Realism Versus Neoliberalism: A Formation

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1989

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Abstract

"Although the debate between realism and neoliberalism offers deep insights and raises fundamental questions into the nature of international systems, it also offers the confusion that accompanies imprecisely formulated concepts and an imperfect application of subsidiary ideas. Using a noncooperative extensive-form game to model anarchic international systems, this essay seeks to resolve that debate by restating it in a more explicit and deductive context. Arguing that collective security corresponds to the system envisioned by neoliberals, we begin by differentiating between balance of power and collective security in terms of the strategies that characterize the foreign policies of countries. Next, we establish that both balance of power and collective security can correspond to equilibria in our game. Arguments about goals and institutions are then recast in terms of the different properties of these equilibria. In particular, a balance of power equilibrium does not guarantee every country's security, so in it countries must be vigilant about their relative share of resources. A collective security equilibrium, on the other hand, ensures everyone's sovereignty, and thereby allows absolute resource maximization. Unlike a balance of power equilibrium, however, a collective security equilibrium is not strong and it is not necessarily perfect, so the institutional structures facilitating the realization of mutual gains from the variety of cooperative 'subgames' characterizing the world economy play a critical role in establishing the stability of that equilibrium."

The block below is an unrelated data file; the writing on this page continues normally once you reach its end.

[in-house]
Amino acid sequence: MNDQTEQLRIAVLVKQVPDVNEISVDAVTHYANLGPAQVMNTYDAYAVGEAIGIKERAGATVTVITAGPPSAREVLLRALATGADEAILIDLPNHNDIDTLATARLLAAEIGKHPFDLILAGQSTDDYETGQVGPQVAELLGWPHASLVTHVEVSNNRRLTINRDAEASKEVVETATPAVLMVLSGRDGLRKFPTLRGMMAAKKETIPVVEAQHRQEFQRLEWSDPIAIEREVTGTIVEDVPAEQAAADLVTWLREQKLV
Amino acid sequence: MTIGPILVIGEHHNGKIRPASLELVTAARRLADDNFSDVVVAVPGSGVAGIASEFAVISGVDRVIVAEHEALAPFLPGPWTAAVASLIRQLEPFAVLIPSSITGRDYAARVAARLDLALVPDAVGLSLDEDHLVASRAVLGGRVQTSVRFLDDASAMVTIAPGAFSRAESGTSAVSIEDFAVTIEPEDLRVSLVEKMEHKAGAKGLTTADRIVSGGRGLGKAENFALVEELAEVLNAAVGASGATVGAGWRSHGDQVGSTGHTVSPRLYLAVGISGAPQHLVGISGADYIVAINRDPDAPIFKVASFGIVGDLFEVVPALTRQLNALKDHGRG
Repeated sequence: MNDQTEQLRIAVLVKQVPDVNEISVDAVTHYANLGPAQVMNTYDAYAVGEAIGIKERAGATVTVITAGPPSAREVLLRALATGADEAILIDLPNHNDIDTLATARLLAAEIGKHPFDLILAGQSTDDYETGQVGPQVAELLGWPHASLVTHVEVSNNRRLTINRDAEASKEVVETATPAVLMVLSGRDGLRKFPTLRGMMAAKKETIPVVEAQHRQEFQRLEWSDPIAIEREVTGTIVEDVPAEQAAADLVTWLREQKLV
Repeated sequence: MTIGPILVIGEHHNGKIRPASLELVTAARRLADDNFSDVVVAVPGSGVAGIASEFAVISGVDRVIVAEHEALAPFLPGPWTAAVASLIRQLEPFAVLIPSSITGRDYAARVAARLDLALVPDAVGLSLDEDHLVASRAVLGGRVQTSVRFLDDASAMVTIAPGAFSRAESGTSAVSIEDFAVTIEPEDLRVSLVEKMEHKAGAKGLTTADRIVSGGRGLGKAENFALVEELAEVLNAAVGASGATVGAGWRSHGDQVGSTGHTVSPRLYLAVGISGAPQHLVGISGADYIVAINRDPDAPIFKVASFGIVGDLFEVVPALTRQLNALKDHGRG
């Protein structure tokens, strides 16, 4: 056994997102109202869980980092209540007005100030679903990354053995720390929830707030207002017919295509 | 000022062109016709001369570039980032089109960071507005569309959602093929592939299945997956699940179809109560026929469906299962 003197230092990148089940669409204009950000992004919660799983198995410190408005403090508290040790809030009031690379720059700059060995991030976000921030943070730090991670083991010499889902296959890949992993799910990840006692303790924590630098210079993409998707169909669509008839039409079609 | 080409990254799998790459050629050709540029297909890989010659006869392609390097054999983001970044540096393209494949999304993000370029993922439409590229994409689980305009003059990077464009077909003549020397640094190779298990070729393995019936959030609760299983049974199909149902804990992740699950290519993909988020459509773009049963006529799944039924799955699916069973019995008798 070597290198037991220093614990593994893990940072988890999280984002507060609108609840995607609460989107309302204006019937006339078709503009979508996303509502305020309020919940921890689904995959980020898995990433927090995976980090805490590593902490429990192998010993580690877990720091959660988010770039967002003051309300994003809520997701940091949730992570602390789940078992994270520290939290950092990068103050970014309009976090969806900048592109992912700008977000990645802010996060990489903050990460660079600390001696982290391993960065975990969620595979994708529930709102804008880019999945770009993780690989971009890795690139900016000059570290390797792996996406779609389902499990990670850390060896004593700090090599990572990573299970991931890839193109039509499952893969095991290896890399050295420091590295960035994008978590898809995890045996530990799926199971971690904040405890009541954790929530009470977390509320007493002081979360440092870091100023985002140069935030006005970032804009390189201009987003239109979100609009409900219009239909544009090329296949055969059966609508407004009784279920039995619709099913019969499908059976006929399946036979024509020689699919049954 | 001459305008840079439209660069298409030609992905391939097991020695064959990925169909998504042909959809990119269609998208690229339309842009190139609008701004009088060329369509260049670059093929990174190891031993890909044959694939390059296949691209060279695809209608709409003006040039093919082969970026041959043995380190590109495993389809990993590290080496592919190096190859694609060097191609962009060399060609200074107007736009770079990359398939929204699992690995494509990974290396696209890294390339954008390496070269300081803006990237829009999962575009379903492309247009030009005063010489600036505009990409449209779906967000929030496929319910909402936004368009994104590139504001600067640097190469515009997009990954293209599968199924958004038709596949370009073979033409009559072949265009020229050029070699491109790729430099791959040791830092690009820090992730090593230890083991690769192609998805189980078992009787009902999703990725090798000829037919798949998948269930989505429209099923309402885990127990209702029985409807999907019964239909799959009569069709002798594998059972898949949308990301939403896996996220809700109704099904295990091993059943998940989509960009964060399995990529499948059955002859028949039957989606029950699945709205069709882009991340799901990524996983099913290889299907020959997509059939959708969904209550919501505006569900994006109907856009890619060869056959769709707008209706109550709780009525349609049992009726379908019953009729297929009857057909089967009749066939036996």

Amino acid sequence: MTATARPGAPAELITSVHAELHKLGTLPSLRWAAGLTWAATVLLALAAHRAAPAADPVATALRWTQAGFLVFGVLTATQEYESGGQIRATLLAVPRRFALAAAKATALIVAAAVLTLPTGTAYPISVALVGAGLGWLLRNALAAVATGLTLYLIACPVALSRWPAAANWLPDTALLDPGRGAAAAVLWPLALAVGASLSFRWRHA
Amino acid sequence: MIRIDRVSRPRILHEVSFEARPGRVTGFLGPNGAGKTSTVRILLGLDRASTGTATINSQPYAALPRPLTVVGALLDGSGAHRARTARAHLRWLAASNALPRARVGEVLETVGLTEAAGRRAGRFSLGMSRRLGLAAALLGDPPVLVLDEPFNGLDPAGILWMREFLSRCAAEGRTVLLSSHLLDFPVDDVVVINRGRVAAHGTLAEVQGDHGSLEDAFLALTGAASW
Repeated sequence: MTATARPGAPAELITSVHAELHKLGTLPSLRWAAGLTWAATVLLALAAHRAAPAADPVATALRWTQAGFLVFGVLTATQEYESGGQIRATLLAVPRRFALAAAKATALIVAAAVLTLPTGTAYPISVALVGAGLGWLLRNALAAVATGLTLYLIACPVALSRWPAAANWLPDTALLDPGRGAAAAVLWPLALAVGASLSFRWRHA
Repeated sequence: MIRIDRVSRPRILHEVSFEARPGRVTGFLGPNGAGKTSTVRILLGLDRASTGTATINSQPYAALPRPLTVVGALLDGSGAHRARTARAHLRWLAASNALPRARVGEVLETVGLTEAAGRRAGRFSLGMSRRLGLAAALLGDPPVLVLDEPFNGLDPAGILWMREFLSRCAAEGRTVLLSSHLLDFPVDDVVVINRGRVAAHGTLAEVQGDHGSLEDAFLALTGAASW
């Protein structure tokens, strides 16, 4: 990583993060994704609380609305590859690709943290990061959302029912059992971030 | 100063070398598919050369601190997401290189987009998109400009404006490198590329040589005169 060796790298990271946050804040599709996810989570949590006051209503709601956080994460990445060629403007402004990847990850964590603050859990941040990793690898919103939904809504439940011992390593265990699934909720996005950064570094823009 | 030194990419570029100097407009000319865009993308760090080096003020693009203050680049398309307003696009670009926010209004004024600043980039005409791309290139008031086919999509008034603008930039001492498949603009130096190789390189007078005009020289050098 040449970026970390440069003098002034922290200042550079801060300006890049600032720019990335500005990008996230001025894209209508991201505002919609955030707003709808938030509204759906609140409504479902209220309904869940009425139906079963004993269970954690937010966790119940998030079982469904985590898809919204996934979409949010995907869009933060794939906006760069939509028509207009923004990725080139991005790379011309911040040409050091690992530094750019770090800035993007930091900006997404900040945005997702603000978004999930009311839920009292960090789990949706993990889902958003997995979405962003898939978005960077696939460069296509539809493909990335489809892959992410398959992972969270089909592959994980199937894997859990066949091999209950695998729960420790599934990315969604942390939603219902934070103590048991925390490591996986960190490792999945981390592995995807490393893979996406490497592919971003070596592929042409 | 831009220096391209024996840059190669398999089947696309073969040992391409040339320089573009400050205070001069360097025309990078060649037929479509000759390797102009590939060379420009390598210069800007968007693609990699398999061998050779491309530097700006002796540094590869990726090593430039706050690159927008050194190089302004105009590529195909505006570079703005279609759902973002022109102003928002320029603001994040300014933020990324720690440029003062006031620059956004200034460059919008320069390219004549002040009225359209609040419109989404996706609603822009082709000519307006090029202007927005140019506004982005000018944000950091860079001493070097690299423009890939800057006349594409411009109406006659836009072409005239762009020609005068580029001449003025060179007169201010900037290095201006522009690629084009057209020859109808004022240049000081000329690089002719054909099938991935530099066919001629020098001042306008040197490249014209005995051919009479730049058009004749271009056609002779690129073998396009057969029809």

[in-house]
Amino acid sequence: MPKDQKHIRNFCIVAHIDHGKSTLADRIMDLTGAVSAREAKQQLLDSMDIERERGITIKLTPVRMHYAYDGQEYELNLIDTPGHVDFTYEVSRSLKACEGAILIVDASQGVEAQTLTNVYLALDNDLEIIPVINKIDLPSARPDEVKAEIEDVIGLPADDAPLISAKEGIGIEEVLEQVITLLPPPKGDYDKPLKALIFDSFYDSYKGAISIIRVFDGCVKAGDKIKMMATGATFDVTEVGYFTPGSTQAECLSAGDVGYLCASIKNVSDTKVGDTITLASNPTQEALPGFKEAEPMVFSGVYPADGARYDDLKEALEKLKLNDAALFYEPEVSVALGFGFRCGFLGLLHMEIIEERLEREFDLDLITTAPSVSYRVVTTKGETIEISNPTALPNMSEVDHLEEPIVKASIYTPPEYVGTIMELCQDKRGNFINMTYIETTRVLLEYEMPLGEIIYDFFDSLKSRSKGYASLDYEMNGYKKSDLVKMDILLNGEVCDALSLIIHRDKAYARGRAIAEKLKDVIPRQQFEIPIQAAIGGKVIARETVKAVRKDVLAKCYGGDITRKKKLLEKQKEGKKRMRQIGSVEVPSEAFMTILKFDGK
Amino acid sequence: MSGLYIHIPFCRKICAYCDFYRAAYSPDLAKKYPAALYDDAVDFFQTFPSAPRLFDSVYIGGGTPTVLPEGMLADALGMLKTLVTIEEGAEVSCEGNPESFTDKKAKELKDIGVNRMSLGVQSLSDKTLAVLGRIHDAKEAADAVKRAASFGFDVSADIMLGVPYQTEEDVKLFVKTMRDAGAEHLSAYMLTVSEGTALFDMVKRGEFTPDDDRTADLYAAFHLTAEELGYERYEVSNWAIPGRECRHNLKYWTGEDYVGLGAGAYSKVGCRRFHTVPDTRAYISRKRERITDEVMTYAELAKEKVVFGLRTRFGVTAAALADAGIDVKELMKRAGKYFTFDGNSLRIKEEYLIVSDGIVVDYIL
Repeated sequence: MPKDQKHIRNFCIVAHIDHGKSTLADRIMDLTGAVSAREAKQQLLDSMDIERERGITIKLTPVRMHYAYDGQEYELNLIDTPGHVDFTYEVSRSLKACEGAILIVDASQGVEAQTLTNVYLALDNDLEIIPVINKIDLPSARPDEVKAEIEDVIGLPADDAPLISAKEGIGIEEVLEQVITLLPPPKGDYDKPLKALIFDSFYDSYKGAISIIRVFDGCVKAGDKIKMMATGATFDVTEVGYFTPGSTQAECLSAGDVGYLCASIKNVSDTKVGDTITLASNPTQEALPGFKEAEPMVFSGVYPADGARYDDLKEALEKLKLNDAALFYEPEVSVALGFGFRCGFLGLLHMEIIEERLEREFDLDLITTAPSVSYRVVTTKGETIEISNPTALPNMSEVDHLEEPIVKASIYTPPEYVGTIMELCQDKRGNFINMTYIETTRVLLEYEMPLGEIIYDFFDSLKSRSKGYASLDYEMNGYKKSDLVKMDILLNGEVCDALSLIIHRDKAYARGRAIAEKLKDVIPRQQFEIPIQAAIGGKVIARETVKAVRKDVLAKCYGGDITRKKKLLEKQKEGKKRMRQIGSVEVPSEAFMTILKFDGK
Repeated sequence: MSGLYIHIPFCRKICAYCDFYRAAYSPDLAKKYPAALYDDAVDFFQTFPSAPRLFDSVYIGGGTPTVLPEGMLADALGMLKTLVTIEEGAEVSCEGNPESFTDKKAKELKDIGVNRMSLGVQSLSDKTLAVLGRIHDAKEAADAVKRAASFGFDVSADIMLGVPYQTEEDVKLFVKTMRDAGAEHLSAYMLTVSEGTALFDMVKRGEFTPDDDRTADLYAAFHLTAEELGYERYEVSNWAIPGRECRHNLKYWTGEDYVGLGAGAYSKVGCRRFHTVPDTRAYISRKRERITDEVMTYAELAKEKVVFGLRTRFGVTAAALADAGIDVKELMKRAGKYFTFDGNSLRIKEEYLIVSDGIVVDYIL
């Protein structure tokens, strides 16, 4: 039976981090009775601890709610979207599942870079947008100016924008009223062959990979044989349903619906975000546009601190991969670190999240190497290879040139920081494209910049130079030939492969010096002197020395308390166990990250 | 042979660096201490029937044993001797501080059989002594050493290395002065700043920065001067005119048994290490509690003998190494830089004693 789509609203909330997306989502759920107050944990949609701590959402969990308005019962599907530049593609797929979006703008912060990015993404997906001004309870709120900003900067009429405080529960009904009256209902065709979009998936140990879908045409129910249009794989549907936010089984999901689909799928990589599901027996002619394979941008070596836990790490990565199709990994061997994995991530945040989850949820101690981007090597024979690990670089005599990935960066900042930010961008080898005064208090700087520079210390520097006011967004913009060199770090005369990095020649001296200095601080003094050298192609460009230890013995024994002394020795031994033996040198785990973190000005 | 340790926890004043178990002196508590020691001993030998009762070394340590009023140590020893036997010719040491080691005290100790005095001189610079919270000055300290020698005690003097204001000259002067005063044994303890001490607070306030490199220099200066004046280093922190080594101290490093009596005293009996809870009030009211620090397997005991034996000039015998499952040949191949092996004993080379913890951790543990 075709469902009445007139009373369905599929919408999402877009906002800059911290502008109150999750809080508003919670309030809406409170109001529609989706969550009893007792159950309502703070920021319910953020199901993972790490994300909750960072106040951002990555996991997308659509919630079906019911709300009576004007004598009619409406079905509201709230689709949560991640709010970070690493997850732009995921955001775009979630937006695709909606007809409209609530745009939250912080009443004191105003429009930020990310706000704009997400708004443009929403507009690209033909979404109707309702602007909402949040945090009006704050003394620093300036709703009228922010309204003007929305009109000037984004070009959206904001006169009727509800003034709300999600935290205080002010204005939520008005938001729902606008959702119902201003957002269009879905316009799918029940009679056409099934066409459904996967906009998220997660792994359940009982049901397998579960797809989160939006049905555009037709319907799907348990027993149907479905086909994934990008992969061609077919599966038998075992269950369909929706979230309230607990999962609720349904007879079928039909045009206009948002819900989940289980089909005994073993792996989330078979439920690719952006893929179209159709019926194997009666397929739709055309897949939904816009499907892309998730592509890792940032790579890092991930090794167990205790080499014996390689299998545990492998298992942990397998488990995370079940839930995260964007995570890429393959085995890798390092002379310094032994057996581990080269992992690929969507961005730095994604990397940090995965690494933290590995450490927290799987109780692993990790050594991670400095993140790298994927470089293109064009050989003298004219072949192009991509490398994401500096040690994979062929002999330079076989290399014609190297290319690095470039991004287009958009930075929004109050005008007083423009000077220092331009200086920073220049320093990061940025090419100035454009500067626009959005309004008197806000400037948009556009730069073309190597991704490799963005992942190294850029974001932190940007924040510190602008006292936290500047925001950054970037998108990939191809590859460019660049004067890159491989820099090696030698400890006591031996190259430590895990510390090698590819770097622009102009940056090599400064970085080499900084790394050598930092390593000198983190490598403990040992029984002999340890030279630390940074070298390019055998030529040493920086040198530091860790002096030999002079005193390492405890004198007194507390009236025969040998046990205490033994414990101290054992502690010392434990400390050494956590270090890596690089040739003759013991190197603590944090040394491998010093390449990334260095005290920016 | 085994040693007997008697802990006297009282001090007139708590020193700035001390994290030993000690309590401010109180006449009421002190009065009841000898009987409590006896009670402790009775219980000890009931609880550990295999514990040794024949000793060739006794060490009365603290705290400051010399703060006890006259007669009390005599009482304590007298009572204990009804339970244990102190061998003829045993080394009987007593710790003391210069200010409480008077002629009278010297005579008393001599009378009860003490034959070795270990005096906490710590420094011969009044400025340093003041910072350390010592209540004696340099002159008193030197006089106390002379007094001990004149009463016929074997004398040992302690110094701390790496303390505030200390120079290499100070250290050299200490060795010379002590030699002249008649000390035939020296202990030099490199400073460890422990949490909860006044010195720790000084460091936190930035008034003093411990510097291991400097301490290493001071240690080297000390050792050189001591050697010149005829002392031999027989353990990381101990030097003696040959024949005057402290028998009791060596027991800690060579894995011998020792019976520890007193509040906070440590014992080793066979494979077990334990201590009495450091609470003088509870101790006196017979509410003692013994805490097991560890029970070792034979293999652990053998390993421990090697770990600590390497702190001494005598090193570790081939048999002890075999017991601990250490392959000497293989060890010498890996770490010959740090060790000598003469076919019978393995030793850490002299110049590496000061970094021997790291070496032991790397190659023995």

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game theory, foreign policy, world economy, modeling

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